Coronavirus: NHS drug stockpiles meant for no-deal Brexit 'used up entirely' in pandemic

Pharmaceutical industry says that sufficient restocking before December may not be possible in the event that UK leaves single market without trade deal

A no-deal Brexit is expected to cause disruption at Dover
A no-deal Brexit is expected to cause disruption at Dover

Some stockpiles of drugs and medical supplies earmarked for weathering a no-deal Brexit have been “used up entirely” during the coronavirus pandemic, the pharmaceutical industry has said.

Drug manufacturers wrote to ministers to warn that it may not be possible to sufficiently build stockpiles back up for the eventuality that the UK leaves the single market without a trade deal on 31 December.

A no-deal Brexit would be expected to disrupt international trade for medicines and foodstuffs among other items, with retailers warning last week that food shortages could be significantly worse than those in the early stages of the Covid-19 lockdown.

The government said it was “working to ensure” that there would be enough to go around if the UK leaves the single market without a trade deal.

An internal pharmaceutical industry memo, which was prepared for the government in May, warned that there would be “less or zero product available in the market to allow for stockpiling a broad range of products”.

The memo, first reported by the BBC, adds that the supply of medicine was kept in place during the outbreak by “international coordination and information-sharing within global companies to ramp up, and where necessary, redirect manufacturing”.

The pharmaceutical industry consequently argues: “We would warn against any drastic policies mandating wholesale changes to global supply chains, as this could fundamentally disrupt the supply of medicines for the NHS and patients in other countries.”

Boris Johnson has refused to extend Brexit talks past December despite negotiations having been disrupted by the pandemic and there being no deal within sight.

A high-level meeting between Mr Johnson and the European Commission’s president, Ursula von der Leyen, later this month will be the last opportunity for an extension under the agreement signed by the prime minister in January.

Opposition leaders branded the approach “reckless” and called for a change of course.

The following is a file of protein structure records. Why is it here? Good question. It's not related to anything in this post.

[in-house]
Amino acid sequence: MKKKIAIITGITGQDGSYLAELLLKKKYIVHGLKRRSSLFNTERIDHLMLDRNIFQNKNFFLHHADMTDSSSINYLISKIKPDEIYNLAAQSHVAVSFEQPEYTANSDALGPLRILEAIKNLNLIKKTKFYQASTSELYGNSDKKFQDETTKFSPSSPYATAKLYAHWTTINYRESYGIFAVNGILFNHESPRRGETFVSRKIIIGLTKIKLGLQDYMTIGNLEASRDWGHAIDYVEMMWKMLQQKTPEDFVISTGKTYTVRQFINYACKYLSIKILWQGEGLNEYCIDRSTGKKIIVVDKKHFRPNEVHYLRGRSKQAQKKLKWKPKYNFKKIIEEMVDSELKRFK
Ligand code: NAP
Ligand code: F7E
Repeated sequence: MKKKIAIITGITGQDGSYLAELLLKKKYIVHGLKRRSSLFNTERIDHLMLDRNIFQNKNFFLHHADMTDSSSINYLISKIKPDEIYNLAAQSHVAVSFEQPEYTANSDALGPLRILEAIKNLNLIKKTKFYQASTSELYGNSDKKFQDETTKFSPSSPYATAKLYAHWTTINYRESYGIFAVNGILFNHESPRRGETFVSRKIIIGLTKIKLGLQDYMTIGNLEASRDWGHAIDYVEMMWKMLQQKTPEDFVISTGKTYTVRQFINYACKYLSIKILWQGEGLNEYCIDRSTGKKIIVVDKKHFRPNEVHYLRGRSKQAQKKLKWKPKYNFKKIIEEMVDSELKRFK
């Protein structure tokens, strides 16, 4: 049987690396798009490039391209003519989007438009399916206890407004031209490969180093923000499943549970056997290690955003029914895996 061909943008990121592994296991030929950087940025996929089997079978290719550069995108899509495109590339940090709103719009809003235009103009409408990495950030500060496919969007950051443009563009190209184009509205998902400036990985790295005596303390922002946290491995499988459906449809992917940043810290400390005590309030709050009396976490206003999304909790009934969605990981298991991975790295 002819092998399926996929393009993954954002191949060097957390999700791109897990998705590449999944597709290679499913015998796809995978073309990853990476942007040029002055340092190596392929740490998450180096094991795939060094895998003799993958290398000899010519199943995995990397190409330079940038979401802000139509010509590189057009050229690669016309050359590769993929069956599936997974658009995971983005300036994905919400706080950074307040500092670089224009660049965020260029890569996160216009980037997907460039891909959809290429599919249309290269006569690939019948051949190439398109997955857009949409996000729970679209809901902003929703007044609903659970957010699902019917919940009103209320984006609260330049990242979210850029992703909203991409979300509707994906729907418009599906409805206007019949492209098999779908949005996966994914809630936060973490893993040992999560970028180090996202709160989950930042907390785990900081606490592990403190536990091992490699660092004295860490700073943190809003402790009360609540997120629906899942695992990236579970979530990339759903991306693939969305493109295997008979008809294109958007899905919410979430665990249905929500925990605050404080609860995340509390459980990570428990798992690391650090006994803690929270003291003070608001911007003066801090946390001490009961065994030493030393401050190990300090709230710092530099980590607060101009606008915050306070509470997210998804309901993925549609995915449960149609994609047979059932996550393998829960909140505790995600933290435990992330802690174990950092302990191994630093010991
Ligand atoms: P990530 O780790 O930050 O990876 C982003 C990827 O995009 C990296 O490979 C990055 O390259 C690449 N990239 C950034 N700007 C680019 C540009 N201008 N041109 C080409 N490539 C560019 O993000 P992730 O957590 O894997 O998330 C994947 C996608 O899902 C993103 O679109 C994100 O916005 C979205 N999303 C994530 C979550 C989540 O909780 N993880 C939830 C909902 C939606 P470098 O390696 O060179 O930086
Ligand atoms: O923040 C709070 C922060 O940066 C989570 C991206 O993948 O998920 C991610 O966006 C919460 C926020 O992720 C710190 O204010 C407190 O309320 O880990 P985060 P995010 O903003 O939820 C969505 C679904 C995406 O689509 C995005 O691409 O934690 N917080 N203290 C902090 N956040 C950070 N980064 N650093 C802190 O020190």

“These reports show the recklessness of the government’s approach to Brexit negotiations and protecting our economy and NHS,” said acting Liberal Democrat co-leader Ed Davey.

Boris Johnson has refused to extend the transition period (Getty Images)

“The stockpiles created to protect against the risk of a no-deal Brexit have now been used up, and building them back up to safe levels by the end of the year is going to be very difficult.

“So by pushing the UK into a no-deal Brexit, the Conservatives could be putting more lives and more jobs at risk.

“The calls to extend the transition period have come from people who voted leave and remain alike. The government must put national interest ahead of Brexit ideology and extend the transition period.”

Asked about the depletion of stockpiles, the prime minister’s official spokesperson said: “Any responsible government has a duty to prepare for all scenarios and we are in regular contact with partners to ensure that robust contingency plans are in place.

“We continue to hold stockpiles to cope with a range of scenarios. This includes stockpiling a small number of medicines to support treatment of coronavirus patients and to help deal with any potential shortages.”

Asked if the government could guarantee that there wouldn’t be shortages in the case of the transition period ending without a trade deal, the spokesperson said: “We have a duty to prepare for all scenarios and that is what we are working to ensure.”

A government spokesperson said: “The government continues to prepare for all scenarios and robust contingency plans are in place.

“We want a relationship with the EU which is based on friendly cooperation between sovereign equals and centred on free trade.”

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